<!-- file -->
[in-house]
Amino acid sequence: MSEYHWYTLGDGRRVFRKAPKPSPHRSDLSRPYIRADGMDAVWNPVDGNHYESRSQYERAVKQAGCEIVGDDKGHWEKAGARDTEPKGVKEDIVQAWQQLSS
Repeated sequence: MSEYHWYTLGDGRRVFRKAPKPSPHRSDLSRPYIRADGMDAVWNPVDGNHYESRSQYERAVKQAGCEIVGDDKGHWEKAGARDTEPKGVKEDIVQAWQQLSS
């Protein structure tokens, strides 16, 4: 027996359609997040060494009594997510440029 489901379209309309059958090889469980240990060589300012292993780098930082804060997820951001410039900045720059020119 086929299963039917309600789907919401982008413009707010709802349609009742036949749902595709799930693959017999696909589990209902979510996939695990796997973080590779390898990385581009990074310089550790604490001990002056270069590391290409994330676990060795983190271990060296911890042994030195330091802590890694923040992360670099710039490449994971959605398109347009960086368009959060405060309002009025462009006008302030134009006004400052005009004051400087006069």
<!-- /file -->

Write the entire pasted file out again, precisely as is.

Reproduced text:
[in-house]
Amino acid sequence: MSEYHWYTLGDGRRVFRKAPKPSPHRSDLSRPYIRADGMDAVWNPVDGNHYESRSQYERAVKQAGCEIVGDDKGHWEKAGARDTEPKGVKEDIVQAWQQLSS
Repeated sequence: MSEYHWYTLGDGRRVFRKAPKPSPHRSDLSRPYIRADGMDAVWNPVDGNHYESRSQYERAVKQAGCEIVGDDKGHWEKAGARDTEPKGVKEDIVQAWQQLSS
């Protein structure tokens, strides 16, 4: 027996359609997040060494009594997510440029 489901379209309309059958090889469980240990060589300012292993780098930082804060997820951001410039900045720059020119 086929299963039917309600789907919401982008413009707010709802349609009742036949749902595709799930693959017999696909589990209902979510996939695990796997973080590779390898990385581009990074310089550790604490001990002056270069590391290409994330676990060795983190271990060296911890042994030195330091802590890694923040992360670099710039490449994971959605398109347009960086368009959060405060309002009025462009006008302030134009006004400052005009004051400087006069």